Navigation Content Activities in the Peak District
Facebook

Holmesfield

Holmesfield lies at the head of the Cordwell Valley surrounded by rolling fields and undulating hills, it is separated from the Peak District by the moors.

Around Holmesfield you will find ancient halls, converted cottages and farms, mews and stable blocks along with purpose-built mansions.

Holmesfield
is situated on a ridge at 800 feet above sea level with superb views of the valley below, extending into the distance with the crooked spire of Chesterfield as a faraway landmark. On a clear day it is said that you can see Bolsover Castle and Hardwick Hall.

Down Mill Lane from Holmesfield is Millthorpe which is a pretty little hamlet where Edward Carpenter the socialist poet once lived a simple life.

In the 1935 Sheffield Clarion Ramblers Handbook, Mrs Towse of Mill Farm, Millthorpe provided pots of tea for 6d or hot water for those who brought their own tea leaves, milk and sugar!

Unthank
is another little hamlet close to Holmesfield. Unthank Old Hall probably dates from the 17th century. The Wright family who lived here could trace their Derbyshire ancestors for several centuries and had strong connections with Great Longstone. Thomas Wright settled at Unthank before acquiring Eyam Hall by purchase after the Civil War. Eyam Hall remains in the Wright family to this day.

Many of the narrow lanes and roads around Holmesfield are referred to as gates as in Fanshawgate, Horsleygate and Johnnygate. This name is taken from the Scandinavian 'gata' meaning way, similar to a holloway. In 1496 the Holmesfield manorial court rolls refer to 'the way called Horsleygate'.

In the reign of Elizabeth I there was a smelting works in the Cordwell Valley below Holmesfield which was situated in Smeekley Wood and was owned by the Eyre and Burton families. In 1505 Roger & John Eyre took the lease of a bole hill at High Wood in the manor of Holmesfield and were allowed access to their property with carts and carriages. Therefore, many old paths were laid for the workers and also carts to transport the lead and stone. Gradually over the centuries the wheeled carts wore away and eroded the tracks, making deep holloways. Side Lane is the deepest in the area and is 12-15 feet deep and 24 feet wide at the top, but the actual path in the bottom is only about 2 foot in width. Side Lane formed part of the route from Sheffield via Totley, Woodthorpe Hall, Holmesfield and on to Fox Lane. In the Holmesfield court rolls record of 12 April 1588, Christopher Wood & Nicholas Wosenam were ordered to cut the wood that 'hangeth over the Side Lane' by reason that it 'hyndereth carrages which shall chaunce to passé through'.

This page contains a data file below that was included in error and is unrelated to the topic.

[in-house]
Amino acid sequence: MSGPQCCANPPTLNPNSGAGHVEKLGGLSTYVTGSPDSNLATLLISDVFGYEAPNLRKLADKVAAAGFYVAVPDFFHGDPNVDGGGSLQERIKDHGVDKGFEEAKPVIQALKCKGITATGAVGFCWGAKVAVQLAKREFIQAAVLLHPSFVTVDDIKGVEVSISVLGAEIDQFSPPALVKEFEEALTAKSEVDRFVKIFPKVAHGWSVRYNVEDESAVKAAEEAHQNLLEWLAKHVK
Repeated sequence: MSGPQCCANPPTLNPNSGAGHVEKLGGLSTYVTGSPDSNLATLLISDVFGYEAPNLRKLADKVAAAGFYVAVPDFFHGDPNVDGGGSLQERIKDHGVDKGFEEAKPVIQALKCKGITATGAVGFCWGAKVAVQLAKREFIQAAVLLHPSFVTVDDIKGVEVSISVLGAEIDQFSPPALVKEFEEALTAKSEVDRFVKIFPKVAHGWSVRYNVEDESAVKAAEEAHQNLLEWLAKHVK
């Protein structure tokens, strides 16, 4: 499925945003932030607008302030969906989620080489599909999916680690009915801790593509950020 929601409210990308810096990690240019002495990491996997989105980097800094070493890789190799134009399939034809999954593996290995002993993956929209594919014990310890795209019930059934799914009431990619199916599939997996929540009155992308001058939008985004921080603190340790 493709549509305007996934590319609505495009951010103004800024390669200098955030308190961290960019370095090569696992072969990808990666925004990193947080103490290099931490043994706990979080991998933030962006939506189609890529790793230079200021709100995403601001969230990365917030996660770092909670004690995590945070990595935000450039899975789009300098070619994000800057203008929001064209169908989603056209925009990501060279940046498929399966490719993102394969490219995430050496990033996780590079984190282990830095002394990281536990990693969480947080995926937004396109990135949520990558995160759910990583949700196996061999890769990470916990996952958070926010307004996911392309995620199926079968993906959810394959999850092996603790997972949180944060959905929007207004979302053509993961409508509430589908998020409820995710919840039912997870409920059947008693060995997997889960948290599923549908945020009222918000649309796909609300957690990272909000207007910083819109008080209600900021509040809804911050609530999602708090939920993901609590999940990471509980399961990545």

Old Horsleygate Hall at Holmesfield is 17th century and L-shaped, with mullioned windows. There are extensive converted barns behind with many old features.

St Swithins church at Holmesfield was built in 1826 and as with most Victorian churches; it probably stands on the site of a much earlier house of worship.

Holmesfield Hall is said to have a date stone of 1613 within and has a crest above the door.

The Angel, George & Dragon, Horns Inn and Travellers Rest public houses all vie for trade in Holmesfield.

Cartledge Hall at Holmesfield is a gabled asymmetrical Elizabethan and part Jacobean farmhouse. It was reputedly built in 1492 although the majority of the building is late 16th and early 17th century. This weather-beaten old house was home to the Wolstenholme family and has panelled rooms and secret recesses. Sir John Wolstenholme was a merchant adventurer and founder of the Virginia Company. He helped fit out the ill-fated expedition of Henry Hudson, and the family was to be immortalised by Baffin on his maps with the naming of the inhospitable Wolstenholme Island.

Robert Murray Gilchrist who died in 1917 also lived for a while at Cartledge Hall in Holmesfield. The Derbyshire novelist who was born in Sheffield in 1868 wrote many romantic novels set in the 18th century. He had many writer friends who he invited to stay at the hall and to join him on walks in the Peak District. When he died suddenly in his prime, this very popular man had a huge funeral including a contingent of Belgian refugees to whom he had been very kind. They found their way to this remote village to pay tribute. He was buried in Holmesfield churchyard with a memorial inside to his memory.